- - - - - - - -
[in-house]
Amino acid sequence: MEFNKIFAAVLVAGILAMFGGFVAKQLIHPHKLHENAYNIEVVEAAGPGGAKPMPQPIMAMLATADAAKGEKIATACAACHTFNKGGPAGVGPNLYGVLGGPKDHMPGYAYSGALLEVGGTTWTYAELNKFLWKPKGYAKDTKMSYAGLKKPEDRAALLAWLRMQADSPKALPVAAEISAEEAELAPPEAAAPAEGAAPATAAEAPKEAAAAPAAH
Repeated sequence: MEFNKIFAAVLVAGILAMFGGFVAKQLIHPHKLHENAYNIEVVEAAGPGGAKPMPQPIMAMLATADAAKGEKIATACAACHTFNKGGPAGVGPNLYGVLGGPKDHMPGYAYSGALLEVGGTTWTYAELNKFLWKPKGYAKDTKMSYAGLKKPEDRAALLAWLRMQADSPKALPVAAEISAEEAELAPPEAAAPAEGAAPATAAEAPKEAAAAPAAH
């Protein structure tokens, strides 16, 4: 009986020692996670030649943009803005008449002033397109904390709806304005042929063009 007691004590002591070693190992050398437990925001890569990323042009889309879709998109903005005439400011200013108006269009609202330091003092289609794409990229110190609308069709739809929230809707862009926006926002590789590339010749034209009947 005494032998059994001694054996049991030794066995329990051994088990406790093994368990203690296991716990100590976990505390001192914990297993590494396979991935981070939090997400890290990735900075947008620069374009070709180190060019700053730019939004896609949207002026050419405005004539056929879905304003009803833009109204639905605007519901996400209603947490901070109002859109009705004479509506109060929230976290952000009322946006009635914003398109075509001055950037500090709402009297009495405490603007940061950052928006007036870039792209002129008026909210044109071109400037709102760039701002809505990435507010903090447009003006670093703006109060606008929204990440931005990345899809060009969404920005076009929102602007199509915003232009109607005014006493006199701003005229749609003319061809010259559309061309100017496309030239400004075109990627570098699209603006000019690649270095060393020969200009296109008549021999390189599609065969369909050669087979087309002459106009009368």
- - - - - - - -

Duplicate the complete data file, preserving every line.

[in-house]
Amino acid sequence: MEFNKIFAAVLVAGILAMFGGFVAKQLIHPHKLHENAYNIEVVEAAGPGGAKPMPQPIMAMLATADAAKGEKIATACAACHTFNKGGPAGVGPNLYGVLGGPKDHMPGYAYSGALLEVGGTTWTYAELNKFLWKPKGYAKDTKMSYAGLKKPEDRAALLAWLRMQADSPKALPVAAEISAEEAELAPPEAAAPAEGAAPATAAEAPKEAAAAPAAH
Repeated sequence: MEFNKIFAAVLVAGILAMFGGFVAKQLIHPHKLHENAYNIEVVEAAGPGGAKPMPQPIMAMLATADAAKGEKIATACAACHTFNKGGPAGVGPNLYGVLGGPKDHMPGYAYSGALLEVGGTTWTYAELNKFLWKPKGYAKDTKMSYAGLKKPEDRAALLAWLRMQADSPKALPVAAEISAEEAELAPPEAAAPAEGAAPATAAEAPKEAAAAPAAH
């Protein structure tokens, strides 16, 4: 009986020692996670030649943009803005008449002033397109904390709806304005042929063009 007691004590002591070693190992050398437990925001890569990323042009889309879709998109903005005439400011200013108006269009609202330091003092289609794409990229110190609308069709739809929230809707862009926006926002590789590339010749034209009947 005494032998059994001694054996049991030794066995329990051994088990406790093994368990203690296991716990100590976990505390001192914990297993590494396979991935981070939090997400890290990735900075947008620069374009070709180190060019700053730019939004896609949207002026050419405005004539056929879905304003009803833009109204639905605007519901996400209603947490901070109002859109009705004479509506109060929230976290952000009322946006009635914003398109075509001055950037500090709402009297009495405490603007940061950052928006007036870039792209002129008026909210044109071109400037709102760039701002809505990435507010903090447009003006670093703006109060606008929204990440931005990345899809060009969404920005076009929102602007199509915003232009109607005014006493006199701003005229749609003319061809010259559309061309100017496309030239400004075109990627570098699209603006000019690649270095060393020969200009296109008549021999390189599609065969369909050669087979087309002459106009009368």